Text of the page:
As a follow up to the 9 ways the RFP fails in digital media buying, this article shows how today’s digital media landscape has rendered the RFP obsolete.

The RFP process has been used in the advertising business since the beginning.  But the dynamics of the media landscape has changed significantly since then.

50 years ago, in the Mad Men era, there were few media options to choose from.  Think ABC, NBC, and CBS. Budgets were big. Planning cycles were long.  Everyone knew everyone.   It was easy to create your consideration set. The RFP process worked well in this environment of limited and static supply.  We did not have all these problems with the RFP back in those days.

Fast forward 50 years to today. We are in the digital media era. There are tens of thousands of digital media options to choose from and the landscape is evolving every day. Budgets are relatively small. Planning cycles are short. Staffing is a revolving door for both buyers and sellers. We have lots of problems with the RFP.

Today’s problems with the RFP can be traced back to today’s media landscape as follows:

1. False Positives – Smaller budgets and faster planning cycles mean less time to pre-qualify programs. Buyers sometimes take a “shotgun approach” in an effort to avoid omissions. A rule of thumb is to RFP three times as many sellers as you need for your media plan.

2. Omissions – with tens of thousands of options to choose from, it’s practically impossible for a buyer – experienced or not – to find and include all relevant programs in their consideration set

3. Contacts – with tens of thousands of programs and frequent staffing turnover in the sales department, it’s practically impossible for a buyer to keep their contact database complete and up-to-date.

4. Delays – as a result of the shotgun approach, there are many proposals to gather. Some RFPs are ignored or go to the wrong person. The biggest and best sellers often have a backlog.

5. Non-responders – as a defense to being on the receiving end of the “shotgun approach” and knowing they may be “column fodder,” sellers cherry pick which RFPs to which they respond.

6. Bad Formats – In an effort to streamline their proposal process, sellers have each developed their own standard proposal templates.  These templates vary widely from seller to seller.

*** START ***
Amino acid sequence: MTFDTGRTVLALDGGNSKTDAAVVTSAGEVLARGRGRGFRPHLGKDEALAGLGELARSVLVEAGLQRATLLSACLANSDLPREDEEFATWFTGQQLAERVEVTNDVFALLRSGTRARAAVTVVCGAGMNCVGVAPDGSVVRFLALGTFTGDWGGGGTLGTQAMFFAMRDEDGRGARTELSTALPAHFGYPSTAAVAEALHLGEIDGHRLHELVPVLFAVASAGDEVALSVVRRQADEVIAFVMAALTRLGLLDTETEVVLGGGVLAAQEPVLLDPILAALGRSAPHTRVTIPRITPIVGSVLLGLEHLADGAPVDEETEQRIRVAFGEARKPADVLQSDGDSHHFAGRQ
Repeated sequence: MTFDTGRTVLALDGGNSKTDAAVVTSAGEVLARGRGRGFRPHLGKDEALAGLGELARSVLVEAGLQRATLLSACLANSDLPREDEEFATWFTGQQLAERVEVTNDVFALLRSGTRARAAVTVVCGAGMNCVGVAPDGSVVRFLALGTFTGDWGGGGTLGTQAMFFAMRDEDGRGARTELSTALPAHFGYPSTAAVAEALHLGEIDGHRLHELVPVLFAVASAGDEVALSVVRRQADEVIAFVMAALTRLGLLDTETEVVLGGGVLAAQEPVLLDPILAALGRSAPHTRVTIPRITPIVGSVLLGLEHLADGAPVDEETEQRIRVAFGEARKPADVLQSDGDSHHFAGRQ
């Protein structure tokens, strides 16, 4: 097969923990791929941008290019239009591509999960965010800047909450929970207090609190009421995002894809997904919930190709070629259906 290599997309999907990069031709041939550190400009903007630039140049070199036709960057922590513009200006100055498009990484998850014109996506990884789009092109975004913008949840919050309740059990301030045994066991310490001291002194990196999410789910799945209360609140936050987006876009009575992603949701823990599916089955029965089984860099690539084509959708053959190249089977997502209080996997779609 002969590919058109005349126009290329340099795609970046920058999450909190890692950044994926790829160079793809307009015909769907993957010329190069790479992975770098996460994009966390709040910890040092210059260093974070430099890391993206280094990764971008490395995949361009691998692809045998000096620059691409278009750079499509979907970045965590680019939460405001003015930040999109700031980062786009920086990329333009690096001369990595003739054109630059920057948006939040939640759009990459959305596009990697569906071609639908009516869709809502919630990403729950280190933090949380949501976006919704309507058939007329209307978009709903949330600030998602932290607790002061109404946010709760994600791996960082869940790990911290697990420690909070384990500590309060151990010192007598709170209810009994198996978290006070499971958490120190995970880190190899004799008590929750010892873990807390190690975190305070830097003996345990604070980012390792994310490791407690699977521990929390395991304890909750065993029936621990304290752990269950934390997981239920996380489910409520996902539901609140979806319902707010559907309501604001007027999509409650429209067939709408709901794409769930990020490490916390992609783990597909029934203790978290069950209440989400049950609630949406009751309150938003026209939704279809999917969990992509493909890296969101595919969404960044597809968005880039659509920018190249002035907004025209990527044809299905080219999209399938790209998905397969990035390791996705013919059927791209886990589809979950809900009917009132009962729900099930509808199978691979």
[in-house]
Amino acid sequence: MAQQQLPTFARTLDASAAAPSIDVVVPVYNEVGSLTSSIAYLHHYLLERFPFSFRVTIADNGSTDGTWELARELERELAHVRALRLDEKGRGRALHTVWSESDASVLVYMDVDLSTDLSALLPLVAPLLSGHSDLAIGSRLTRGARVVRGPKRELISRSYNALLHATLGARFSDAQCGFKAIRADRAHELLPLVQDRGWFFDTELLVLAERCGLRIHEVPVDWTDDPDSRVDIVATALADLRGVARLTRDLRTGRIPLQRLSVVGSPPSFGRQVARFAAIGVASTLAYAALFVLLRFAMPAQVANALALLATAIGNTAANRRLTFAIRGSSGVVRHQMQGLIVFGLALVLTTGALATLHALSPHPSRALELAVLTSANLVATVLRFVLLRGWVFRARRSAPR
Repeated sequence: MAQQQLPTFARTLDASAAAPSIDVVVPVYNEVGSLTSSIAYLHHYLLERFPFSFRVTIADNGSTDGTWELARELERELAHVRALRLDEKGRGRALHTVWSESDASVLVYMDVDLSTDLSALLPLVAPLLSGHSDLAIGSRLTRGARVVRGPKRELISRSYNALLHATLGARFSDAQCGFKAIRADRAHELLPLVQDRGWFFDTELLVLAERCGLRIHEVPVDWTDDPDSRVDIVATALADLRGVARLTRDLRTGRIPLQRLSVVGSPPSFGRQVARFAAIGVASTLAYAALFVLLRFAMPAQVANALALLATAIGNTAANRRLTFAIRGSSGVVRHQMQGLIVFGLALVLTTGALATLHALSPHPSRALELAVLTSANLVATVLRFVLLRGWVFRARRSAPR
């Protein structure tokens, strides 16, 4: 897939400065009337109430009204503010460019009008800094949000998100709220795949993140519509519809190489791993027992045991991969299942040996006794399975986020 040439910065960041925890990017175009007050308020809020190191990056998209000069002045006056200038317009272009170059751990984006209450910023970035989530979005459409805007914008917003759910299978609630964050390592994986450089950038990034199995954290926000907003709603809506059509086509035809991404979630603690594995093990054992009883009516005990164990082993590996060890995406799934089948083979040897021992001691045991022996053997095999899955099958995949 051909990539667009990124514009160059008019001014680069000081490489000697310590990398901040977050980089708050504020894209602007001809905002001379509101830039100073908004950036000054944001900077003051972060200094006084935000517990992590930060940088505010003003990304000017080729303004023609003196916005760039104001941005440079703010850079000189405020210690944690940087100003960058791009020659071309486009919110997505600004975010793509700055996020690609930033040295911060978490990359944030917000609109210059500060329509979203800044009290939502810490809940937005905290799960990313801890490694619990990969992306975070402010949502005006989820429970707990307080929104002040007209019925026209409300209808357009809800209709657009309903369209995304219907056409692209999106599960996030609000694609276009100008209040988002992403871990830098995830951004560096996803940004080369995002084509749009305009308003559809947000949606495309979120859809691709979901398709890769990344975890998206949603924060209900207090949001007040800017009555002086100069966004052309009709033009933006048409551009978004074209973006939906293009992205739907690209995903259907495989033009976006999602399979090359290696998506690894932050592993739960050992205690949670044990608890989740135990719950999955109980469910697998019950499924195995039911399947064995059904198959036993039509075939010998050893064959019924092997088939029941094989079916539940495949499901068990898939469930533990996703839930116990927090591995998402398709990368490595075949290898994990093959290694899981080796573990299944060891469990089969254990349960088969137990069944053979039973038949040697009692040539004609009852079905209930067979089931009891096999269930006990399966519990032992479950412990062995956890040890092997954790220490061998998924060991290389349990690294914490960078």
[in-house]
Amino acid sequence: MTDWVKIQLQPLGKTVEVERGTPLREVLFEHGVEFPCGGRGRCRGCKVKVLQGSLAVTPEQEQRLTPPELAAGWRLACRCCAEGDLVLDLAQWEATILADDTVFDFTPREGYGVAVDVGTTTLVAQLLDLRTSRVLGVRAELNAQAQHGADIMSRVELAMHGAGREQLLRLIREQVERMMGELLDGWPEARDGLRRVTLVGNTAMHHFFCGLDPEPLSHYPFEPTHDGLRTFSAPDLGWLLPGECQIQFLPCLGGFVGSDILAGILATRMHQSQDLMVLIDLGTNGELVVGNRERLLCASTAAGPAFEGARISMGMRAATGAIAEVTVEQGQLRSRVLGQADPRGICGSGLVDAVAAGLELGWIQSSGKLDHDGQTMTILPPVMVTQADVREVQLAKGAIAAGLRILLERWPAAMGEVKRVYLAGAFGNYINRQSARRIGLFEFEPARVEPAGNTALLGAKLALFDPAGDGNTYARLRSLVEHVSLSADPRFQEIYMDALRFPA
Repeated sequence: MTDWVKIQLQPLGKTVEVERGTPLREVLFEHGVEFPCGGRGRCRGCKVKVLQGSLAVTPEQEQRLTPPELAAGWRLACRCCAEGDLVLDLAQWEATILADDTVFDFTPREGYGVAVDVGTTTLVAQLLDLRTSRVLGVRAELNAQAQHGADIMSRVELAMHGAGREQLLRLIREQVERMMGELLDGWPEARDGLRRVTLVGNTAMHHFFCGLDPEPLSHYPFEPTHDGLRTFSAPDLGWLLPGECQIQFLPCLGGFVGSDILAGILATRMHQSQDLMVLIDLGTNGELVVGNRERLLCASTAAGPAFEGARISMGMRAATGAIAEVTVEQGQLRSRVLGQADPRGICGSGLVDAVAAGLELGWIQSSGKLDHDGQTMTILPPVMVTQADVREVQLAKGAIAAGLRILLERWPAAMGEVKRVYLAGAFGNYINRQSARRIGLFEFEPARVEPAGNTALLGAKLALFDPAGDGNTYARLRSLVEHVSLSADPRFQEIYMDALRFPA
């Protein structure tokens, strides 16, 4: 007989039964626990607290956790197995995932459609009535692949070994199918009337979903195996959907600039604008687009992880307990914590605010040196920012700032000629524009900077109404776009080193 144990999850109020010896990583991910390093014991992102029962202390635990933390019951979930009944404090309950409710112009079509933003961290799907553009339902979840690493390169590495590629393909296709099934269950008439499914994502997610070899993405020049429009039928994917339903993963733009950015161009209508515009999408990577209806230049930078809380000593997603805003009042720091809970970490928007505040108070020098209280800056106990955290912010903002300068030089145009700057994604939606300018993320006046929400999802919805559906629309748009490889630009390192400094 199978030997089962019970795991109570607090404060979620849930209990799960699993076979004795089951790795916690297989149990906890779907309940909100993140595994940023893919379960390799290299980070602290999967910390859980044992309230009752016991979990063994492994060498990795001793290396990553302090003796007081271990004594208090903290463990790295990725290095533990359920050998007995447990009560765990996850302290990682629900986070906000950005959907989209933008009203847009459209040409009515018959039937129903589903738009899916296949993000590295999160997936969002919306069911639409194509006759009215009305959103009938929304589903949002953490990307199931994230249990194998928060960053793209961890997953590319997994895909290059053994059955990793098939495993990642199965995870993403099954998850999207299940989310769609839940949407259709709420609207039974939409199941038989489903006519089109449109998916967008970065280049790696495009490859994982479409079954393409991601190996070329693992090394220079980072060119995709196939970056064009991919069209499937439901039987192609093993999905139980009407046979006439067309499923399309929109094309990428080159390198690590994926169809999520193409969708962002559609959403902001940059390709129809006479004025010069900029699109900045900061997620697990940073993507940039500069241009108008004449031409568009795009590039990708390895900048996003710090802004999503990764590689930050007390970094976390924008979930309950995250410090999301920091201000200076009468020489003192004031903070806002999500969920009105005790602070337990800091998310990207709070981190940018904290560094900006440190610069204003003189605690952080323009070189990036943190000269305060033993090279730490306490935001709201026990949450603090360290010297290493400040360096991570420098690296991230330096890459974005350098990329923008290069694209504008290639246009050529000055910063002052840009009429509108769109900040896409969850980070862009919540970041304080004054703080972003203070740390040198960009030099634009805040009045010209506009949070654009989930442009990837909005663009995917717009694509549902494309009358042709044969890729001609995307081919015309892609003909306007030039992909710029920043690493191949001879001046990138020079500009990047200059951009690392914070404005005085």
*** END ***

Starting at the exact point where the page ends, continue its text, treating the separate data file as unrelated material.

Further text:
7. Incomplete proposals –Knowing they may be column fodder, sellers take shortcuts to minimize the amount of time they spend on proposals that they don’t think have a high expected value.

8. Time Consuming – a combination of the problems above make the RFP process time consuming: writing the RFP, finding the right programs for the consideration set, tracking down the contacts, sending the RFPs, responding to the RFPs with proposals, gathering the proposals, reconciling the formats, evaluating the proposals.

9. Expensive – time is money for both buyers and sellers

The RFP continues to be a valuable tool at the line item level in cases where the probability of including a given program in a media plan is high. For example, if the advertiser has successfully used the media program in the past or a high degree of confidence for other reasons, the RFP is useful for getting updates, inventory counts, and negotiated pricing.  However, because of the problems described above, the RFP cannot be expected to source every program in a modern media plan.

The RFP process works well in an environment of well-known and relatively static set of choices. However, the RFP breaks down when there are an overwhelming number of dynamic choices. Today’s digital media landscape is clearly the latter case.  While still useful in certain cases at the line item level, the RFP is not well-suited for creating comprehensive digital media plans.